Next Bob is going to show us how we can put two pieces of Mitre together. In this case, Bob has made sure that he has clamped a number of pieces together to ensure that the wood does not chip from either side, and the dovetails are cut uniformly. Clamping the pieces together looks like a big task but is rather easy once you take a look at how Bob manages the entire matter. The whole idea is to get the pieces in the right way and flush in the cutting area of the router. Once he is through with the cutting you can see that the pieces are perfectly matched and fit together as they were required to be.

Now it is time to cut some box joints with a 3/8 Cutter, which is a spiral bit and fit it into the router. The height of the bit should always be the thickness of the material you will be using. As we are now cutting the sides of the box it is also necessary that we mark the pieces. You also have to take care about an offset that will be required. You can start with a pair, but you will have to clamp the pieces together before you begin. The procedure is the same as what we have explained earlier with the sole exception of the router bit being changed. We are now cutting box joints and not dovetail, which is the only difference that will be noticeable. Let us go ahead the cutting, and you will notice that we have a perfect fit out here again. Now you will have to carry out the same task for the other side of the box. Once we are through the other side, we only have to glue them together and start working on the top of the box.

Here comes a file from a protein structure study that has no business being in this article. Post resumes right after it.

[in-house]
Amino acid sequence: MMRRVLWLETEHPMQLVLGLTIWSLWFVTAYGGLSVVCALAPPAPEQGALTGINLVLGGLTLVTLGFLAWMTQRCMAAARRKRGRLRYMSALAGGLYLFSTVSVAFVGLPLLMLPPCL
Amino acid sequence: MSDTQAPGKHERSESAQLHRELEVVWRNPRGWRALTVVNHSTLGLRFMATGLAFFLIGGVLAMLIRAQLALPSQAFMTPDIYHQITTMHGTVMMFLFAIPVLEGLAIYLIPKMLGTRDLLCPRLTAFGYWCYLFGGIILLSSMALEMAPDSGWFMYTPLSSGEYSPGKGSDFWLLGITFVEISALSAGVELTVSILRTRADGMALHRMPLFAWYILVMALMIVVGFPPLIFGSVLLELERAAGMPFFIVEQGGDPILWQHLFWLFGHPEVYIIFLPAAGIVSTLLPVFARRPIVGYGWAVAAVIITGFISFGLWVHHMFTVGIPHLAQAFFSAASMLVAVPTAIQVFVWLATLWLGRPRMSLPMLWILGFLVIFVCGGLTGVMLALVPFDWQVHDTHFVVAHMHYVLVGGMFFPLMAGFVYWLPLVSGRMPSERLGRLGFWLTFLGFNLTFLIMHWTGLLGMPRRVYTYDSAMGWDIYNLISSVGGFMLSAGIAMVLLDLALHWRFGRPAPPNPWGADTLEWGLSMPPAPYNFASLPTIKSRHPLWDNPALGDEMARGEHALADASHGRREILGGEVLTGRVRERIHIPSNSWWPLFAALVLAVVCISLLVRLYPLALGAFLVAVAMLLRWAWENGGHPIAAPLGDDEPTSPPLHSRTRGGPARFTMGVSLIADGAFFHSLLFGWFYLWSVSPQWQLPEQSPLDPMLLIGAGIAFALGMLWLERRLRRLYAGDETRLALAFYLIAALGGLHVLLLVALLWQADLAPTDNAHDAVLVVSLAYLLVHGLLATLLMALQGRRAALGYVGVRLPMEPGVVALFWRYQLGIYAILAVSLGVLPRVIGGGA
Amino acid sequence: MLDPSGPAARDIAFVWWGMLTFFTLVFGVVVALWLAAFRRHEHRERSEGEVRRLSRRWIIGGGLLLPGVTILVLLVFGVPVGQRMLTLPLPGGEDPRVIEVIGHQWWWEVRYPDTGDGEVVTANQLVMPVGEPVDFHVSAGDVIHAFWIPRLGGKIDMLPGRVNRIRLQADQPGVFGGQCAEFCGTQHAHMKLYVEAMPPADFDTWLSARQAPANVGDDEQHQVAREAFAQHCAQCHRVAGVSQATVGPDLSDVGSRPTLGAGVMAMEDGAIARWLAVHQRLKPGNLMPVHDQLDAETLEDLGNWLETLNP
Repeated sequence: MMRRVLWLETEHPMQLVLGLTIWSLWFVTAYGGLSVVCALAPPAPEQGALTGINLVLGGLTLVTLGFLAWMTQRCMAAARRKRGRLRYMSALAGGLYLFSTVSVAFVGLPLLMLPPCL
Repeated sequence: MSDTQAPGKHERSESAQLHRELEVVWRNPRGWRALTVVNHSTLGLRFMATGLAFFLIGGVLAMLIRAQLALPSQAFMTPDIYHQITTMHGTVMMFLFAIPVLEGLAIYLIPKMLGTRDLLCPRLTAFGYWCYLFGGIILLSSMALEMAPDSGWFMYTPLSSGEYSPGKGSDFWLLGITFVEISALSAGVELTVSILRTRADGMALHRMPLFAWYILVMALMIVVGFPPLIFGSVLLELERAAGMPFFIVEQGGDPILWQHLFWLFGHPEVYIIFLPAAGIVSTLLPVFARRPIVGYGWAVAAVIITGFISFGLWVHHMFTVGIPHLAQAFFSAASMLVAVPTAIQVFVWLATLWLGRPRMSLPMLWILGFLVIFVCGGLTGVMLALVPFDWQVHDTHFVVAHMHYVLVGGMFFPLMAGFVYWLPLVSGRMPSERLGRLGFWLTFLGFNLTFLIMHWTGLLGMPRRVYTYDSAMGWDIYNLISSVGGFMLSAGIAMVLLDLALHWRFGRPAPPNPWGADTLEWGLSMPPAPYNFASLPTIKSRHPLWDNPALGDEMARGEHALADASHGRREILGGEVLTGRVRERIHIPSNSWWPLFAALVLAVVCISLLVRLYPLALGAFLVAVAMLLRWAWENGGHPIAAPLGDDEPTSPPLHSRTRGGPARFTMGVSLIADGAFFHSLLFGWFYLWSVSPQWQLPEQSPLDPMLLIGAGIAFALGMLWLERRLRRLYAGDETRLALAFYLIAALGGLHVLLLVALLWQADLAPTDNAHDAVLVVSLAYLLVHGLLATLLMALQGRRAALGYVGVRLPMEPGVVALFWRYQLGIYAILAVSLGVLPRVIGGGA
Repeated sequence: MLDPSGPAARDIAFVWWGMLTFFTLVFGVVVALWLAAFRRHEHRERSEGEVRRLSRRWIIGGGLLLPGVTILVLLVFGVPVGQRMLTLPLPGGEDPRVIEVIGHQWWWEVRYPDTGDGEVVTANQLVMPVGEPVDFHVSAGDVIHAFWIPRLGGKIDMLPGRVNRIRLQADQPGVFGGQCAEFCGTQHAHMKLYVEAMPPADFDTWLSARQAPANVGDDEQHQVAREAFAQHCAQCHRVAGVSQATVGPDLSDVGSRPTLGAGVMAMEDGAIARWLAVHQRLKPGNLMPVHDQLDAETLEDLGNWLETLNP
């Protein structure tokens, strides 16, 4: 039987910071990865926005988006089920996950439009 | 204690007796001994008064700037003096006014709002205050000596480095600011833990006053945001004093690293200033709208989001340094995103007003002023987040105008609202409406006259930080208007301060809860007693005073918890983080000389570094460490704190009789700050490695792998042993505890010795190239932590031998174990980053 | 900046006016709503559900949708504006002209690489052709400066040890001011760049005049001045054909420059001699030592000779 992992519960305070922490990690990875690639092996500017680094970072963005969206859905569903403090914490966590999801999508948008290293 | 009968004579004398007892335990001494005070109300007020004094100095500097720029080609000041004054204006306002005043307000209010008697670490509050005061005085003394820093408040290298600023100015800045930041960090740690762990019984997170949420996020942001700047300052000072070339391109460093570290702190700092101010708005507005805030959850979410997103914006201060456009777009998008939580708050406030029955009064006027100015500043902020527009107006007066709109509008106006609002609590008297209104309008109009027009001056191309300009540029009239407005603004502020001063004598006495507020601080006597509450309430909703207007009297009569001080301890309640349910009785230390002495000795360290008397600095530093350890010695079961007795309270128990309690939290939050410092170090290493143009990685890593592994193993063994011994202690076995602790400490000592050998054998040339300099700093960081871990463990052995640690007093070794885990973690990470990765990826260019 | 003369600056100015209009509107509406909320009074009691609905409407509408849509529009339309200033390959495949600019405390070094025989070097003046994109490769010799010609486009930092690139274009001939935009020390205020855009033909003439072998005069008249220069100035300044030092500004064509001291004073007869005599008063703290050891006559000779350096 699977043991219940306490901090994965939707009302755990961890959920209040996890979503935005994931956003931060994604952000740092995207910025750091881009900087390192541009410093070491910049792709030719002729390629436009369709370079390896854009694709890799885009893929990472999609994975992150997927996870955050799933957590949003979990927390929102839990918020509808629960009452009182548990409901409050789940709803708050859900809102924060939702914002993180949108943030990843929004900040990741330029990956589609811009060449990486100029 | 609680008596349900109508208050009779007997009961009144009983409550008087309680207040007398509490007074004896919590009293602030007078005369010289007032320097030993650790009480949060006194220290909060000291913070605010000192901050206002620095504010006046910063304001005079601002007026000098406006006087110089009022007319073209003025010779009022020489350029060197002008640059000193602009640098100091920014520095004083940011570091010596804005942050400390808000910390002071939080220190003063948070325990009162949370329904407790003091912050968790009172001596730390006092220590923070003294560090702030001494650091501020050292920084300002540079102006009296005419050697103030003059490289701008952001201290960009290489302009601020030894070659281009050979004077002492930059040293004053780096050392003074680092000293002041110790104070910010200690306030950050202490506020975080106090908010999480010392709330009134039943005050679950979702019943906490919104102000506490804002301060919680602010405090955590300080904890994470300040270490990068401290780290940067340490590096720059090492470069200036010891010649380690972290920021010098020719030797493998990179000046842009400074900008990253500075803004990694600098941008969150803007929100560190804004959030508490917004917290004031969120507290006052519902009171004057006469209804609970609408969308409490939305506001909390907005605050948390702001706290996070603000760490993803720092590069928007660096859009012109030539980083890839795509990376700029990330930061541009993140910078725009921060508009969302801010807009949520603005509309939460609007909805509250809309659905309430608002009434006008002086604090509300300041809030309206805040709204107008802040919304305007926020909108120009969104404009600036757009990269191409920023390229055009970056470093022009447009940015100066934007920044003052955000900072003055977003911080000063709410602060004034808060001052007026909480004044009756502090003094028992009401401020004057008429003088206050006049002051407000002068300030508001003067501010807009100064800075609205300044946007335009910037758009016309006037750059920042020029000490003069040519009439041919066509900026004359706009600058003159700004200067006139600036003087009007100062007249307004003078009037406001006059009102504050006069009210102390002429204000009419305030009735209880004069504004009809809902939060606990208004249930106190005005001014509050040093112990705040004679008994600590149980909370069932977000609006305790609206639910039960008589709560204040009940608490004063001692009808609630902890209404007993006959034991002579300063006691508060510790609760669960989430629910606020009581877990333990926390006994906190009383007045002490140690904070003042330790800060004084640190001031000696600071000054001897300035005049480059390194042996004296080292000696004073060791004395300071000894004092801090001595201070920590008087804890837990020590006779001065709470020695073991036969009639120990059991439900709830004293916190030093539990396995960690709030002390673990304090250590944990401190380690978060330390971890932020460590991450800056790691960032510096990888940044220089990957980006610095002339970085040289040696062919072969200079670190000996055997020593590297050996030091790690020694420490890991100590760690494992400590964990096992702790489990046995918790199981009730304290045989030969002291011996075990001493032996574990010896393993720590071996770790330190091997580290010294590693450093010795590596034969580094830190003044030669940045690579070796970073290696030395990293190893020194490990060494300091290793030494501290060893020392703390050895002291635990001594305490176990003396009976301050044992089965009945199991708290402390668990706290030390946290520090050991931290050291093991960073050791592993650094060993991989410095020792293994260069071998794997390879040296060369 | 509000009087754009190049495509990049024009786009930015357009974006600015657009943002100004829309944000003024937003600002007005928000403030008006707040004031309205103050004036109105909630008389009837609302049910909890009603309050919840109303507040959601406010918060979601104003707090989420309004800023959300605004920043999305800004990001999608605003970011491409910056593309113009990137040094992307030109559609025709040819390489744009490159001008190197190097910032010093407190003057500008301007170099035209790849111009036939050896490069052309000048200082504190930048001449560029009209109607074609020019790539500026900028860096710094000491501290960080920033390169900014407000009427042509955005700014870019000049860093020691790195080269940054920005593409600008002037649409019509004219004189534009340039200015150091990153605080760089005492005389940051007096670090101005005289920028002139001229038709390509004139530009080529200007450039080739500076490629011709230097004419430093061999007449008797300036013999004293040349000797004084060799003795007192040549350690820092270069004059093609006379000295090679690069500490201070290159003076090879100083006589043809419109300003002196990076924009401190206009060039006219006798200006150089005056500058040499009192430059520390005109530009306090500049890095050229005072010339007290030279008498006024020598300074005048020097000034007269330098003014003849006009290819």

Rick is going to explain about how the top can be done by using a non-plunge router. One of the first things that Rick explains is the difference between working on a plunge and a non-plunge router. Unlike a plunge router where you have full control over the movements a non-plunge router will not give you a similar freedom. You will have to ensure that you have a pre-cut hole which will help you preset depth of your tool. Rick has cut a hole in the blank to enable the router to work freely and cut the shape that is required. The whole idea when using a non-plunge router is to move the router in a clockwise direction rather than an anticlockwise direction. It is also important for you to cut into the precut hole until you reach the edges of the design you want on the top of the box. You will also have to ensure that you go to a little slower on the sides as the debris is likely to accumulate in the corners and not allow you to have a proper cut.

Rick first starts at the center and moves around in a clockwise direction until he has a better part of the wood cut. However, there is some sawdust accumulated at the sides which has to be cleaned and the entire procedure repeated to ensure that we have a clean cut without any debris lying around. Once the procedure is repeated Rick has a perfect piece which is ready to be used as the top of the tissue box. The only thing that needs to be done is for the top to be glued onto the box using four small Finnish nails that are cut according to the requirements.